On this day, IWRAW Asia Pacific congratulates and thanks courageous men and women who have fought and are still fighting for the right to express our thoughts and feelings about the world and who fight for the rights and freedoms inherent in our shared humanity. We raise our voices in support of this struggle – We are WOMEN and Our VOICES COUNT!

Warm wishes,

The IWRAW Asia Pacific team

10 December 2012
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Tuesday, December 4, 2012

Applications Now Available to 7th Women’s Institute on Leadership and Disability

We are very excited to announce that we will be hosting our 7th Women’s Institute on Leadership and Disability (WILD) in August, 2013. As you know, WILD will bring together approximately 30 women leaders with disabilities from 30 different countries to strengthen leadership capacity, create new visions and build international networks of support for inclusive international development programming.
The deadline to apply is January 13, 2013. WILD is a very competitive program and we receive a very large number of applications for limited spaces. Therefore, applicants are encouraged to apply early. Also, applications for WILD 2013 will be available in Spanish, French and English (NOTE: Spanish and French applications will be available on December 3).
Applications are now available online. Please share the link to the following webpage with your networks, colleagues, friends and allies:
Thank you for disseminating far and wide so that we can recruit the next generation of “WILD” women!

In solidarity,

Susan Dunn

Executive Assistant to the CEO/ Project Specialist

Mobility International USA
132 E. Broadway, Suite 343
Eugene, OR 97401
Tel/tty: +1 (541) 343-1284 ext. 17
Fax: +1 (541) 343-6812
Skype: suz.miusa

Celebrating 31 years of empowering people with disabilities to achieve their human rights through international exchange and international development.
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Wednesday, November 28, 2012

Defend the Rights of Saudi Arabian Women

Target: Prince Muhammad bin Nayef Al Saud, Saudi Arabian Minister of Interior

Goal: Stop the electronic tracking of women

Women in Saudi Arabia are not allowed to drive. They are not allowed to travel alone unless they have the express permission of a male guardian. The oppression of Saudi Arabian women has now gone a step further—they are being electronically monitored, tracked so they cannot move across borders without a man knowing. Under the new program, men receive alerts on their phones if a woman under their official custody leaves the country.
For decades the Saudi government has systematically been revoking and violating the human and civil rights of the nation’s women. Men have had to sign off when a woman leaves the nation for some time now, but it is only recently that the repressive monarchy has begun actually tracking the movements of women. This move has been condemned on social networking websites but that has not deterred the Saudi government.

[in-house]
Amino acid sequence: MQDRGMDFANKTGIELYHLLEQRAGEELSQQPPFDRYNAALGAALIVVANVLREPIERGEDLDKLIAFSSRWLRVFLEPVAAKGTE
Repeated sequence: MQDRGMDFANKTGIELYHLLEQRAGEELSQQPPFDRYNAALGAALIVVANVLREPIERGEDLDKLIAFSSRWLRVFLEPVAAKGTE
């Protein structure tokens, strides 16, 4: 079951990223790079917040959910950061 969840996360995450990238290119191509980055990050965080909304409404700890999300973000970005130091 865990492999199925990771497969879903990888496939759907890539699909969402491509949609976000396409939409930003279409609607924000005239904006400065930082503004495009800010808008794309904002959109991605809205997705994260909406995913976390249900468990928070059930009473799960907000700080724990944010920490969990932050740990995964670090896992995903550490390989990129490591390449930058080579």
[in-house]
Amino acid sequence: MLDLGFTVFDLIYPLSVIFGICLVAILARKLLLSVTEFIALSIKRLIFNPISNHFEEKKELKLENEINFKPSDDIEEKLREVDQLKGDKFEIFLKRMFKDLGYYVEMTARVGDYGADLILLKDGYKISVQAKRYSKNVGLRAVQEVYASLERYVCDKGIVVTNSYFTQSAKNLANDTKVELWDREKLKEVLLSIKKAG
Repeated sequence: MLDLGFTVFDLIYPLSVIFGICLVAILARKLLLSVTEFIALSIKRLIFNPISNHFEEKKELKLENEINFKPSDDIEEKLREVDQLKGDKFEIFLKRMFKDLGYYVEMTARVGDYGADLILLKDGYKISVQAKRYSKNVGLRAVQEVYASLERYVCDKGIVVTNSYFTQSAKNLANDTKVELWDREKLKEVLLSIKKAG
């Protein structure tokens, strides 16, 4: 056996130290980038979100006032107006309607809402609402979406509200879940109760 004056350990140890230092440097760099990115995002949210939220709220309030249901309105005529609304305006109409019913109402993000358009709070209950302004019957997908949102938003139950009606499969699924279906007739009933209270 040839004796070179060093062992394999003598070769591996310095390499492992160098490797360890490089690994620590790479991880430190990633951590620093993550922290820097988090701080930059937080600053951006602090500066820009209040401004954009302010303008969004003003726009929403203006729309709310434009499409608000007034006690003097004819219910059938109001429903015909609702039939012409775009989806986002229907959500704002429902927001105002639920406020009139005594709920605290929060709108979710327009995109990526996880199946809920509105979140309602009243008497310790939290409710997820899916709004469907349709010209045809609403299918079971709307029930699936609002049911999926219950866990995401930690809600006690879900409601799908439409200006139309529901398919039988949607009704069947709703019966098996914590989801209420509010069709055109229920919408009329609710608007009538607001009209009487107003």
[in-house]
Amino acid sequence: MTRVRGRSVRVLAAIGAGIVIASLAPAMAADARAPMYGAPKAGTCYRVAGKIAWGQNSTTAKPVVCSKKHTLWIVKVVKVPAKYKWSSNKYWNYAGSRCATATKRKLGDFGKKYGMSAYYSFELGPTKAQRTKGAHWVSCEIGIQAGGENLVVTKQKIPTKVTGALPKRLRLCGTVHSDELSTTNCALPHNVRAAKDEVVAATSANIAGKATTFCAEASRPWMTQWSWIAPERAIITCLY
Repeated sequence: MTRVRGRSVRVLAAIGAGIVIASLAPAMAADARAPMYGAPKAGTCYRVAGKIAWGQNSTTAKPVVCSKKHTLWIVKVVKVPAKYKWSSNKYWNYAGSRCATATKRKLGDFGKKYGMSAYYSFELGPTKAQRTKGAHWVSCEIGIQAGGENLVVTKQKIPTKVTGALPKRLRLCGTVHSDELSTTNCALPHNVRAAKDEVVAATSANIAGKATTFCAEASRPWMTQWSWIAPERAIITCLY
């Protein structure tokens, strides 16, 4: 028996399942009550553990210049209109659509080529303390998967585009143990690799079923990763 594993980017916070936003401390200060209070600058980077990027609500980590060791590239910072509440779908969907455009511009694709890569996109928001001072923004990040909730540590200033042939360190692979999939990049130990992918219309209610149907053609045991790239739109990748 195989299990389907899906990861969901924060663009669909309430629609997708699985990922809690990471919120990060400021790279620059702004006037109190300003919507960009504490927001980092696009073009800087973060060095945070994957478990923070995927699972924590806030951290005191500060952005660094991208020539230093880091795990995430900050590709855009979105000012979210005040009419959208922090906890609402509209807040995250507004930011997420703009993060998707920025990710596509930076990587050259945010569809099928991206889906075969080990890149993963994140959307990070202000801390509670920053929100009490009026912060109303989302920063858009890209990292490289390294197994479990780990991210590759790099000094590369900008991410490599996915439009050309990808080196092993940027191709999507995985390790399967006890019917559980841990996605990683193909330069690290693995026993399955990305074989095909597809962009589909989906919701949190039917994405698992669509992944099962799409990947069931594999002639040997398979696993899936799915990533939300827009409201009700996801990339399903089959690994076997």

Hopes were high when a moderate was named as the head of the country’s religious police, but progress has been slow and the electronic tracking of women is a step backwards. Already barred from moving freely, forced to wear all black in public, and held back from jobs, this tracking measure represents a new low.
These are human beings, not property; they should not be managed, traded, and tracked. Let the Saudi government know that it is time to move forward. This is a disgusting violation of human rights and it must be stopped.

NOVEMBER 27, 2012 02:11

Defend the Rights of Saudi Arabian Women

Sign the Petition here

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Tuesday, November 27, 2012

Fight against Female Genital Mutilation wins UN backing

Fight against Female Genital Mutilation wins UN backing

The adoption today of a resolution against female genital mutilation (FGM) in the UN General Assembly’s human rights committee is a major boost to civil society organizations fighting for an end to the abusive practice, Amnesty International said.
This is the first time the Assembly’s Third Committee, which addresses social, humanitarian and human rights issues, has adopted a resolution on FGM – the cutting of a girl’s genitalia clitoris often without anaesthetic in conditions that risk potentially fatal infection.
“FGM is an indictment of us all – that a girl or young woman can be held down and mutilated is a violation of her human rights and – shockingly – an estimated three million girls are at risk each year,” said José Luis Díaz, Amnesty International’s UN representative in New York.
“Vitally, this UN resolution places FGM in a human rights framework and calls for a holistic approach, stressing as it does the importance of empowerment of women, promotion and protection of sexual and reproductive health and breaking the cycle of discrimination and violence.”
FGM is commonplace in 28 countries in Africa as well as in Yemen, Iraq, Malaysia, Indonesia and in certain ethnic groups in South America.
However it is an issue of worldwide concern. Women and girls in diaspora communities can be at risk of being subjected to FGM.
Amnesty International sees the UN resolution as a reminder to governments that they need to develop national action plans, beyond laws, and ensure that they are well-resourced and monitored, in order to raise awareness.
The resolution makes clear too that this is something that must involve all those affected – including men and boys – if we are to finally end this practice.